A quick search yields many Instagram "hate page" accounts for Danielle. The "hate page" feed is littered with captions and comments tearing apart the 13-year-old's body, outfit choices, and dance moves. They also frequently accuse her of photoshopping her photos.
An account with the user name "danielle_cohn.is.a.hoe" reposts images and videos of Danielle with captions calling her a "bitch," and telling her to "cover up." The user also edits Danielle's pictures to make her look ridiculous.
Another account description simply reads "End Danielle." Other groups dissect the minutiae of the way Danielle poses in Instagram photos.
"She touching her gross hair" one commenter on the "danielle.cohn.hate" page wrote.
"I was hurt and I couldn’t really handle it," Jen said, upon discovering a cyberbullying group for the first time.
She admitted that she's tried to fight back in comment sections to defend her daughter.
"When I see the stuff that's posted, I don't want her to look at that," she said. "They're telling her to kill herself. To this day I will still talk back. It's just hard. It's just really hard."
The majority of people criticize Danielle for being "inappropriate" in the way she acts, dances, and dresses online. Aggregated videos to prove this point have racked up millions of views on YouTube.
Comment sections of many slideshow videos on YouTube just like these make wisecracking jokes about Danielle being "a fetus" deprived of "dignity."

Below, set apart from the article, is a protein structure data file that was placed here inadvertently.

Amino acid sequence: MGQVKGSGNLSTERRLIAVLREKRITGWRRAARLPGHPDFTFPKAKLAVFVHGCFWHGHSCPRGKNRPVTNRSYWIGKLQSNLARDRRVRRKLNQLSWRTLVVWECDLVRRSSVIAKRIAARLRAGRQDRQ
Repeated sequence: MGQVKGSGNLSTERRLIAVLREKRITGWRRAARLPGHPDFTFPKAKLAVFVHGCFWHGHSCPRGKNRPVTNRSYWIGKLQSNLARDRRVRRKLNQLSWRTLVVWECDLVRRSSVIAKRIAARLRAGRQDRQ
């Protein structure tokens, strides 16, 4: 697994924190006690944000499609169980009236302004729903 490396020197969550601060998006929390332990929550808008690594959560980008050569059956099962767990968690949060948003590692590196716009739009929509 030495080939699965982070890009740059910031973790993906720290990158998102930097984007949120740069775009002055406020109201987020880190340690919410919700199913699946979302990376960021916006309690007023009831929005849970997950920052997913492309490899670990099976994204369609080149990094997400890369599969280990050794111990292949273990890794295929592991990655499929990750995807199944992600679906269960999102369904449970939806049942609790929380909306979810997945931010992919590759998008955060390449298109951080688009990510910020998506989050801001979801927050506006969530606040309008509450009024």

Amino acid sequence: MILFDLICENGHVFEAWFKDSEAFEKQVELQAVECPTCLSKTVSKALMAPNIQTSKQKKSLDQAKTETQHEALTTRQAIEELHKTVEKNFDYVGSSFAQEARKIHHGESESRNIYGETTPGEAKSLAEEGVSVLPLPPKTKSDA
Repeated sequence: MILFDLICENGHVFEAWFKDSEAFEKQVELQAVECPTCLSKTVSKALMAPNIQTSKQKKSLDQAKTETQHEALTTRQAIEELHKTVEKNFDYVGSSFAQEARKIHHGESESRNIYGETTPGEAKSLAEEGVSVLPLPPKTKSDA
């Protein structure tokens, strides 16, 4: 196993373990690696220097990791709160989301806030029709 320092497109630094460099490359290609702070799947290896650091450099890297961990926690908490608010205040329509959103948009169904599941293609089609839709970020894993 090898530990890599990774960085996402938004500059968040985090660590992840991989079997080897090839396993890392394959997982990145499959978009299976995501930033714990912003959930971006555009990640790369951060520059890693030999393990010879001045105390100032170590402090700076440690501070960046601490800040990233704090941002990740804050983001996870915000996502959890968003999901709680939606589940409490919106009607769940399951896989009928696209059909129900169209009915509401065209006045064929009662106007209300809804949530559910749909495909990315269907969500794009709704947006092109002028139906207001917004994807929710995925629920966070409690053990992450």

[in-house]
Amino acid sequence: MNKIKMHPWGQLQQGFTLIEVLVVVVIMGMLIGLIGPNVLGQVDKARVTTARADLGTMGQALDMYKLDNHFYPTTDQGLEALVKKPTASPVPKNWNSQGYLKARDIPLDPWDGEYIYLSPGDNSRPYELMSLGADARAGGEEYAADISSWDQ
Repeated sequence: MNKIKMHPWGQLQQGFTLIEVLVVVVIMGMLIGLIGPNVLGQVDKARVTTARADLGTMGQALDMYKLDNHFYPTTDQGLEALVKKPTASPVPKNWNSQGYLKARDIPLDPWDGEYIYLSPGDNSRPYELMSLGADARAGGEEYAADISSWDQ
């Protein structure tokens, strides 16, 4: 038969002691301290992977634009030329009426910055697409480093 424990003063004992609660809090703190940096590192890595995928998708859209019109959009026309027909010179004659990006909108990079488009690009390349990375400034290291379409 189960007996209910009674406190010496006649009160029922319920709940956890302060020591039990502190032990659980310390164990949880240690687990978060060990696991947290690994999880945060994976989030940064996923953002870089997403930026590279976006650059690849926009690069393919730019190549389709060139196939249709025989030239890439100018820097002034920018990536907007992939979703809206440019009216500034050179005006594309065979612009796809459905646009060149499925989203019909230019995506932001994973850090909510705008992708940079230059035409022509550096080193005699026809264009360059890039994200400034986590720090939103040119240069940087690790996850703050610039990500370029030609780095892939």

Every once in a while, someone poses the question, "Where are her parents?"
Jen and Danielle have fought about her outfit choices in photos and videos. Jen said she concedes when her daughter reminds her that she's a "good kid" at the end of the day.
"Besides doing Musical.ly videos in her room, she doesn't wear [her outfits] in public all the time. She has good grades. We don't go out much; we go to the movies. She's a very innocent girl," her mom stressed.
She added she doesn't allow her daughter to go to parties with other social media influencers because she is "so young."
Over the past few months, the criticism against Danielle only increased when she began publicizing her relationship with another Musical.ly star, or "Muser," named Sebastian Topete. He's now managed by Danielle's mom. And he's 17.
Jen explained that her daughter was friends with Sebastian for well over a year before they became a couple.
"I've known Sebastian and his mom — he's a really good kid, and he's never had a girlfriend until [Danielle]," she said.
When Sebastian's Musical.ly following started to grow, Jen decided to become his manager. Sebastian has about an eighth of the followers that Danielle has.
"We don't have a problem with it," Jen said of the age difference between Danielle and Sebastian. "As long as they're not doing anything inappropriate — we know they're not doing anything. They're never alone."
Since she manages both of the teenagers, Jen said she spends a great deal of time with them professionally and personally. She maintains the two rarely spend time together alone.
Jen said "of course" she has considered the implications of Sebastian turning 18 this year.
"We deal with it. Once I see something that could get [Danielle] in trouble, I wouldn't allow them to be together," she said.
Danielle believes she receives more hate than the average Musical.ly star or young internet influencer. "Many of the influencers are doing the same thing as me, sometimes even worse," she said.
"I feel I am targeted the most because of being so young, growing my following within a year, and having support from my family who allow me to live my dream," Danielle said.
She believes most of the adverse reaction to her is based on her appearance. "It could be because a lot of my clothes are very revealing even though I don’t find it that bad," she added.